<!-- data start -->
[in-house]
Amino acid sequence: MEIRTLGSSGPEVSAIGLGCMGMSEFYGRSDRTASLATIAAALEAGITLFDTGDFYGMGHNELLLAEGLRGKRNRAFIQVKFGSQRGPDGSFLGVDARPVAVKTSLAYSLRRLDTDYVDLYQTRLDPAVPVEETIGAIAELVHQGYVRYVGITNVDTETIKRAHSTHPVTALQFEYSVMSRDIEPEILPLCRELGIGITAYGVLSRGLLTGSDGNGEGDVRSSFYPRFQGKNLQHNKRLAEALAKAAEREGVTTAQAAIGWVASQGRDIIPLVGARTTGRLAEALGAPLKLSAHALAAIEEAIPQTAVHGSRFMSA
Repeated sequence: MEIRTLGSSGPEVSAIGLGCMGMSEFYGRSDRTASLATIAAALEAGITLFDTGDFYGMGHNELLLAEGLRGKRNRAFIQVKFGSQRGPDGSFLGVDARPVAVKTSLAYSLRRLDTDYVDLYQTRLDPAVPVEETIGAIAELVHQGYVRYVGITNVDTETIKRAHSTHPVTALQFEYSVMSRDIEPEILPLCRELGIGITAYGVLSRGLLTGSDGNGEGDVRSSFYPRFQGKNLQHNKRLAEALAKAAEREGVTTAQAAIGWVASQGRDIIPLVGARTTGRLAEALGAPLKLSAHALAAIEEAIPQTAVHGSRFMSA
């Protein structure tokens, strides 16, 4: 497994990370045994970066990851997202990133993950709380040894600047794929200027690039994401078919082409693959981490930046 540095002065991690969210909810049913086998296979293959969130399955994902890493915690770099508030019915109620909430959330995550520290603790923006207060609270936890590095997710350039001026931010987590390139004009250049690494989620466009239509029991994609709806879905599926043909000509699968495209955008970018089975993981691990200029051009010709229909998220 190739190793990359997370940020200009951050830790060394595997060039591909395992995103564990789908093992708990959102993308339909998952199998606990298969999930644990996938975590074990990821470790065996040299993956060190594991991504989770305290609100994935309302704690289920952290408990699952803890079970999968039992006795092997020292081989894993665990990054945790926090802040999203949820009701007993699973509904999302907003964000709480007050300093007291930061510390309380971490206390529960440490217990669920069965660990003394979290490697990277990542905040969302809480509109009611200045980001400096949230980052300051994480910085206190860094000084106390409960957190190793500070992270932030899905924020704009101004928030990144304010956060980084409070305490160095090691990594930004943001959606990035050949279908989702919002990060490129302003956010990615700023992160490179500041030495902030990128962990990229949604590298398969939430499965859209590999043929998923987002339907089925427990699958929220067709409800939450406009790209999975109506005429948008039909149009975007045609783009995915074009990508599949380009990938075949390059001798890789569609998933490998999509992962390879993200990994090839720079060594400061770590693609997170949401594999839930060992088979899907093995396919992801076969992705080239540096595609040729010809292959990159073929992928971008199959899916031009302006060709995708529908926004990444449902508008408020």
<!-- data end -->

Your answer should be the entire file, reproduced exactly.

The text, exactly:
[in-house]
Amino acid sequence: MEIRTLGSSGPEVSAIGLGCMGMSEFYGRSDRTASLATIAAALEAGITLFDTGDFYGMGHNELLLAEGLRGKRNRAFIQVKFGSQRGPDGSFLGVDARPVAVKTSLAYSLRRLDTDYVDLYQTRLDPAVPVEETIGAIAELVHQGYVRYVGITNVDTETIKRAHSTHPVTALQFEYSVMSRDIEPEILPLCRELGIGITAYGVLSRGLLTGSDGNGEGDVRSSFYPRFQGKNLQHNKRLAEALAKAAEREGVTTAQAAIGWVASQGRDIIPLVGARTTGRLAEALGAPLKLSAHALAAIEEAIPQTAVHGSRFMSA
Repeated sequence: MEIRTLGSSGPEVSAIGLGCMGMSEFYGRSDRTASLATIAAALEAGITLFDTGDFYGMGHNELLLAEGLRGKRNRAFIQVKFGSQRGPDGSFLGVDARPVAVKTSLAYSLRRLDTDYVDLYQTRLDPAVPVEETIGAIAELVHQGYVRYVGITNVDTETIKRAHSTHPVTALQFEYSVMSRDIEPEILPLCRELGIGITAYGVLSRGLLTGSDGNGEGDVRSSFYPRFQGKNLQHNKRLAEALAKAAEREGVTTAQAAIGWVASQGRDIIPLVGARTTGRLAEALGAPLKLSAHALAAIEEAIPQTAVHGSRFMSA
């Protein structure tokens, strides 16, 4: 497994990370045994970066990851997202990133993950709380040894600047794929200027690039994401078919082409693959981490930046 540095002065991690969210909810049913086998296979293959969130399955994902890493915690770099508030019915109620909430959330995550520290603790923006207060609270936890590095997710350039001026931010987590390139004009250049690494989620466009239509029991994609709806879905599926043909000509699968495209955008970018089975993981691990200029051009010709229909998220 190739190793990359997370940020200009951050830790060394595997060039591909395992995103564990789908093992708990959102993308339909998952199998606990298969999930644990996938975590074990990821470790065996040299993956060190594991991504989770305290609100994935309302704690289920952290408990699952803890079970999968039992006795092997020292081989894993665990990054945790926090802040999203949820009701007993699973509904999302907003964000709480007050300093007291930061510390309380971490206390529960440490217990669920069965660990003394979290490697990277990542905040969302809480509109009611200045980001400096949230980052300051994480910085206190860094000084106390409960957190190793500070992270932030899905924020704009101004928030990144304010956060980084409070305490160095090691990594930004943001959606990035050949279908989702919002990060490129302003956010990615700023992160490179500041030495902030990128962990990229949604590298398969939430499965859209590999043929998923987002339907089925427990699958929220067709409800939450406009790209999975109506005429948008039909149009975007045609783009995915074009990508599949380009990938075949390059001798890789569609998933490998999509992962390879993200990994090839720079060594400061770590693609997170949401594999839930060992088979899907093995396919992801076969992705080239540096595609040729010809292959990159073929992928971008199959899916031009302006060709995708529908926004990444449902508008408020």